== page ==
Pantages Theatre hosted some shows with familiar names, like Stan Laurel (later of Laurel & Hardy), as well as Buster Keaton (in his first vaudeville show with his parents) – and some less familiar but exciting acts like Felix, the Mind-Reading Duck. After all, Pantages Playhouse advertised itself as “Unequalled Vaudeville”, going to far as to have it carved into stone on the north facade of the building. Alexander Pantages’ theatres formed a circuit all across North America, and acts would tour all of these theatres – but often started in Winnipeg first. Their success or failure in the crucible of Manitoba’s capital would often determine their success or failure in other venues on the road. Not only the centre of Canada and the Gateway to the West, Winnipeg was the centre of the Pantages Vaudeville world.

Sadly, the days of Vaudeville Theatre with their weird and wonderful performers were coming to an end. The advent of “moving picture” theatres (such as the Uptown Theatre), that had cheap prices and the novelty factor, beat out the old Vaudeville venues for the nickels and dimes of Winnipeggers. On June 23, 1923, Pantages Unequalled Vaudeville closed, to reopen later that year as the Playhouse Theatre. However, the theatre still boasted some of the most unequalled entertainment in the city, even if it wasn’t vaudeville. After the City of Winnipeg acquired in a tax sale in the 1930’s due to the Depression and lack of revenue, the Playhouse Theatre became the home venue for the newly formed (in 1939) Royal Winnipeg Ballet, now the longest continually operating ballet company in North America. Throughout the next couple decades, the Playhouse Theatre continued to draw in crowds with playbills featuring names like Laurence Olivier and Ella Fitzgerald – of course, undergoing an $80,000 renovation in 1954 didn’t hurt either.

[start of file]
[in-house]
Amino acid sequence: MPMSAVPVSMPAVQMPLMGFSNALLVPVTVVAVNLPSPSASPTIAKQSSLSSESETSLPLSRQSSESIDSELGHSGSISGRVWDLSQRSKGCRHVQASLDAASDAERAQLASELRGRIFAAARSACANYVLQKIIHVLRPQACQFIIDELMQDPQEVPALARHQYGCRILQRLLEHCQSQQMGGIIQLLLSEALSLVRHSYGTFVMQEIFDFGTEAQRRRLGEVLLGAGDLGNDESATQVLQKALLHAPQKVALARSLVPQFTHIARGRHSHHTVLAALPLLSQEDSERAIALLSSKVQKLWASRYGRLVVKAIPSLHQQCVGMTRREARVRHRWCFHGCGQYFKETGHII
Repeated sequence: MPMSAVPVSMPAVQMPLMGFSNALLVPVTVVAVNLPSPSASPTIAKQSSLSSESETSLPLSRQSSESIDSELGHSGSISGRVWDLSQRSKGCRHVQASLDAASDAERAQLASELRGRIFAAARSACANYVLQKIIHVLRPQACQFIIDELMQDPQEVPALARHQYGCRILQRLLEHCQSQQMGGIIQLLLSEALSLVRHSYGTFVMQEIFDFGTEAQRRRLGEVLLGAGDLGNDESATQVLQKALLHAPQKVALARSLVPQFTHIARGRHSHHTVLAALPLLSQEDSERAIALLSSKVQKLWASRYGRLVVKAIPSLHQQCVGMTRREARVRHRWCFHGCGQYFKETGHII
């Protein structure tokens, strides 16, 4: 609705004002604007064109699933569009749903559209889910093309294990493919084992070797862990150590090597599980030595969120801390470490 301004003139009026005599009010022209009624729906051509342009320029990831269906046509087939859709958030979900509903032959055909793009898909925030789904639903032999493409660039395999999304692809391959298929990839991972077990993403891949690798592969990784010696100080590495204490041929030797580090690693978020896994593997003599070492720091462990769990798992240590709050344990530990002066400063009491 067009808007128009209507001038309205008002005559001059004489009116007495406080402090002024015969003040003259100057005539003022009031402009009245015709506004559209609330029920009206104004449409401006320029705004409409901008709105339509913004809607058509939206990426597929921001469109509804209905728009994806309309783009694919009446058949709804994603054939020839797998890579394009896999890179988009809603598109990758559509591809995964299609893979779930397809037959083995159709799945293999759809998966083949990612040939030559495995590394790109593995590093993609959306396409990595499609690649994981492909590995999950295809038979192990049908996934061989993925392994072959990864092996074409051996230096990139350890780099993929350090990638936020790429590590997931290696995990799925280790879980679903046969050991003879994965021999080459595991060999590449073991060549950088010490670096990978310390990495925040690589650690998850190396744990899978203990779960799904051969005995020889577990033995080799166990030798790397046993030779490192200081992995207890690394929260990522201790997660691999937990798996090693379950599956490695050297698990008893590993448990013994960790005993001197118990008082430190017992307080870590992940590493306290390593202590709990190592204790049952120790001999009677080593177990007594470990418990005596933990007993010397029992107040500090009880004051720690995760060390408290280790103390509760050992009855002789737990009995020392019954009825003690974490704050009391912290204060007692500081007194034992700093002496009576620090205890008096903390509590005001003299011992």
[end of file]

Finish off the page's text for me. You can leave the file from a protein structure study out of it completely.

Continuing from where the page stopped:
Pantages Playhouse Theatre, 1940.
Source: G. Agnew

In the early 1980’s, the Playhouse Theatre received its first heritage designation, municipally, on January 5th, 1981. Soon after a $300,000 renovation in 1985, it also received designation as a national historic site on November 15th of that same year, as well as an Institutional Conservation Award in 1986 from Heritage Winnipeg. In the late 1980’s, concerns over the size of the lobby space led to an extensive restoration and addition, to the tune of $3.6 million dollars, completed in the early 1990’s. Although both municipal and federal designations came in the 1980’s, provincial heritage designation did not come until October 1st, 2004.